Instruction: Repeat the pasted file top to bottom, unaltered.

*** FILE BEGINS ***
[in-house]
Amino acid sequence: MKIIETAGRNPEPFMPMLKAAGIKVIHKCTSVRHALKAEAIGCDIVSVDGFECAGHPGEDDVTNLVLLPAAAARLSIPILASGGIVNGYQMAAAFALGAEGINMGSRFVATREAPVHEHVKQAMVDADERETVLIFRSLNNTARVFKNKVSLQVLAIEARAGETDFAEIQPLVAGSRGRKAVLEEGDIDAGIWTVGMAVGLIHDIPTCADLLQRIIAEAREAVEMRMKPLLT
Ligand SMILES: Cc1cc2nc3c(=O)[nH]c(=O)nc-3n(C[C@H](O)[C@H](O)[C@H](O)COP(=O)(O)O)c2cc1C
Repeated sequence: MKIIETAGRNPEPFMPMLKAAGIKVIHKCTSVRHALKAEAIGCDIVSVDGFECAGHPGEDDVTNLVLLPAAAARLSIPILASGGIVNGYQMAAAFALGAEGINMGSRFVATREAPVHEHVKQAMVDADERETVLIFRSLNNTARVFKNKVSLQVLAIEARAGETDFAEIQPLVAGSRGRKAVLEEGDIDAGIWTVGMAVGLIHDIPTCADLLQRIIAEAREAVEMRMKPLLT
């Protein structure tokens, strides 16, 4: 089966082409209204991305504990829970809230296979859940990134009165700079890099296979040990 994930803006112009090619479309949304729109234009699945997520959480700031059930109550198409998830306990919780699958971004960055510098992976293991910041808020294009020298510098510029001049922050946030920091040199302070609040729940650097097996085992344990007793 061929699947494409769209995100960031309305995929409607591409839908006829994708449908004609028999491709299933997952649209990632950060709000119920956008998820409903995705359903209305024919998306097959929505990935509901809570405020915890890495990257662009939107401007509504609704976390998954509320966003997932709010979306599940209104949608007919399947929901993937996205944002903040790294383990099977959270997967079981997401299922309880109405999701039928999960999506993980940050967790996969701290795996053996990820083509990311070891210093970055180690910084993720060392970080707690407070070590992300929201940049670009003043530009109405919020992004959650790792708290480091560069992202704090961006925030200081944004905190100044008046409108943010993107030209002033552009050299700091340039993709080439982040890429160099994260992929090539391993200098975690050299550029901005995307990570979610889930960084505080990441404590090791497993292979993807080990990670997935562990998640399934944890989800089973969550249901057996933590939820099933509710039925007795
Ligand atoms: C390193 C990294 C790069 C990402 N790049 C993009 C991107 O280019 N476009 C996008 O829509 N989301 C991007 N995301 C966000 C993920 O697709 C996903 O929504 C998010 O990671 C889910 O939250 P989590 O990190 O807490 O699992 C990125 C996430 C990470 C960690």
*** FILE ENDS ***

[in-house]
Amino acid sequence: MKIIETAGRNPEPFMPMLKAAGIKVIHKCTSVRHALKAEAIGCDIVSVDGFECAGHPGEDDVTNLVLLPAAAARLSIPILASGGIVNGYQMAAAFALGAEGINMGSRFVATREAPVHEHVKQAMVDADERETVLIFRSLNNTARVFKNKVSLQVLAIEARAGETDFAEIQPLVAGSRGRKAVLEEGDIDAGIWTVGMAVGLIHDIPTCADLLQRIIAEAREAVEMRMKPLLT
Ligand SMILES: Cc1cc2nc3c(=O)[nH]c(=O)nc-3n(C[C@H](O)[C@H](O)[C@H](O)COP(=O)(O)O)c2cc1C
Repeated sequence: MKIIETAGRNPEPFMPMLKAAGIKVIHKCTSVRHALKAEAIGCDIVSVDGFECAGHPGEDDVTNLVLLPAAAARLSIPILASGGIVNGYQMAAAFALGAEGINMGSRFVATREAPVHEHVKQAMVDADERETVLIFRSLNNTARVFKNKVSLQVLAIEARAGETDFAEIQPLVAGSRGRKAVLEEGDIDAGIWTVGMAVGLIHDIPTCADLLQRIIAEAREAVEMRMKPLLT
């Protein structure tokens, strides 16, 4: 089966082409209204991305504990829970809230296979859940990134009165700079890099296979040990 994930803006112009090619479309949304729109234009699945997520959480700031059930109550198409998830306990919780699958971004960055510098992976293991910041808020294009020298510098510029001049922050946030920091040199302070609040729940650097097996085992344990007793 061929699947494409769209995100960031309305995929409607591409839908006829994708449908004609028999491709299933997952649209990632950060709000119920956008998820409903995705359903209305024919998306097959929505990935509901809570405020915890890495990257662009939107401007509504609704976390998954509320966003997932709010979306599940209104949608007919399947929901993937996205944002903040790294383990099977959270997967079981997401299922309880109405999701039928999960999506993980940050967790996969701290795996053996990820083509990311070891210093970055180690910084993720060392970080707690407070070590992300929201940049670009003043530009109405919020992004959650790792708290480091560069992202704090961006925030200081944004905190100044008046409108943010993107030209002033552009050299700091340039993709080439982040890429160099994260992929090539391993200098975690050299550029901005995307990570979610889930960084505080990441404590090791497993292979993807080990990670997935562990998640399934944890989800089973969550249901057996933590939820099933509710039925007795
Ligand atoms: C390193 C990294 C790069 C990402 N790049 C993009 C991107 O280019 N476009 C996008 O829509 N989301 C991007 N995301 C966000 C993920 O697709 C996903 O929504 C998010 O990671 C889910 O939250 P989590 O990190 O807490 O699992 C990125 C996430 C990470 C960690």